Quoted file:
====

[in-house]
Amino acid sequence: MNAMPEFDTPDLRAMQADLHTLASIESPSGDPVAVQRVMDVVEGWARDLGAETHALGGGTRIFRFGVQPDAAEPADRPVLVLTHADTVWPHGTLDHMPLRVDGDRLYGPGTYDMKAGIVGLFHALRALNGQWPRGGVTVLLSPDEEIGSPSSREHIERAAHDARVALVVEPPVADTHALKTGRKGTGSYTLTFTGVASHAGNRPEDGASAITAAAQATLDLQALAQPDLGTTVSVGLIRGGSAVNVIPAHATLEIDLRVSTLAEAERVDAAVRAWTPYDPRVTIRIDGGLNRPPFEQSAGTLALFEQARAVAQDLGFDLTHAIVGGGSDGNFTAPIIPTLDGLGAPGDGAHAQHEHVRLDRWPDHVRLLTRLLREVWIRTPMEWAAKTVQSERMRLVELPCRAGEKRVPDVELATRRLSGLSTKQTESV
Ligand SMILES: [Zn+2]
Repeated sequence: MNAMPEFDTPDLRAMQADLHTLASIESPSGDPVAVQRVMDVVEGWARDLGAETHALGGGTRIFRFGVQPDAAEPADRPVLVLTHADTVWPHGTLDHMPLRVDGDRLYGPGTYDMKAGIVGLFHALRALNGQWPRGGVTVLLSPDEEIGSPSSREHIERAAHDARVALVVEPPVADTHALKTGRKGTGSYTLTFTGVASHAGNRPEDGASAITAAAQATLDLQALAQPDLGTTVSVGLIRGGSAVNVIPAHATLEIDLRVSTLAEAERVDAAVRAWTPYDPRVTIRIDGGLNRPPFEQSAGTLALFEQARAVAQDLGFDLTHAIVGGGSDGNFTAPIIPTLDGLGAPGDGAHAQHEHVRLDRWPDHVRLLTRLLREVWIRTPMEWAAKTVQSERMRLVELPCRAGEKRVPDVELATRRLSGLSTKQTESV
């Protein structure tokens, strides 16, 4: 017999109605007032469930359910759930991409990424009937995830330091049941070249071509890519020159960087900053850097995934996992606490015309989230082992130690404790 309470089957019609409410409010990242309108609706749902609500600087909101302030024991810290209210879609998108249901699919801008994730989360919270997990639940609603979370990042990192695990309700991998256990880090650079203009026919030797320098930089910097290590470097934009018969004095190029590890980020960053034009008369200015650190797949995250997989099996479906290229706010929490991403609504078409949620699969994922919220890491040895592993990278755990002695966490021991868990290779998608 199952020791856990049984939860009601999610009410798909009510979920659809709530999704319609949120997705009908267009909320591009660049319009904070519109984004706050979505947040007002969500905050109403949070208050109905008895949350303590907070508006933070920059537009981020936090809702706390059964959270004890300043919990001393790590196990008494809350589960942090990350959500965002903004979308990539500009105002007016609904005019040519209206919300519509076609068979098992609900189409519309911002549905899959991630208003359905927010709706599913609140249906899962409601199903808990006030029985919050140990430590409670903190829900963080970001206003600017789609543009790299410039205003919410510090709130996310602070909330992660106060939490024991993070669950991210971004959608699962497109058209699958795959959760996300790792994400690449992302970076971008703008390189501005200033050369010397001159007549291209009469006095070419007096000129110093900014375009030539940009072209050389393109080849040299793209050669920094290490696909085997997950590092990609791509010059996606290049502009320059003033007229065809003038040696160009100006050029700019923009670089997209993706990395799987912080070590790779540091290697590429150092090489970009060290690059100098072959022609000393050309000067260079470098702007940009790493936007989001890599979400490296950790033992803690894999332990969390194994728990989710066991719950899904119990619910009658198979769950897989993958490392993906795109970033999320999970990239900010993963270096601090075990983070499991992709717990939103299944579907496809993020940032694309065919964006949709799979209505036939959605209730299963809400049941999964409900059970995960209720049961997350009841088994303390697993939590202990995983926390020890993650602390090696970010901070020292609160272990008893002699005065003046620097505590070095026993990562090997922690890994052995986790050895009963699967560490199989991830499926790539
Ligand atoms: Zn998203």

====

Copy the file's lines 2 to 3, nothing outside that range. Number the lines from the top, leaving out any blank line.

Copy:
Amino acid sequence: MNAMPEFDTPDLRAMQADLHTLASIESPSGDPVAVQRVMDVVEGWARDLGAETHALGGGTRIFRFGVQPDAAEPADRPVLVLTHADTVWPHGTLDHMPLRVDGDRLYGPGTYDMKAGIVGLFHALRALNGQWPRGGVTVLLSPDEEIGSPSSREHIERAAHDARVALVVEPPVADTHALKTGRKGTGSYTLTFTGVASHAGNRPEDGASAITAAAQATLDLQALAQPDLGTTVSVGLIRGGSAVNVIPAHATLEIDLRVSTLAEAERVDAAVRAWTPYDPRVTIRIDGGLNRPPFEQSAGTLALFEQARAVAQDLGFDLTHAIVGGGSDGNFTAPIIPTLDGLGAPGDGAHAQHEHVRLDRWPDHVRLLTRLLREVWIRTPMEWAAKTVQSERMRLVELPCRAGEKRVPDVELATRRLSGLSTKQTESV
Ligand SMILES: [Zn+2]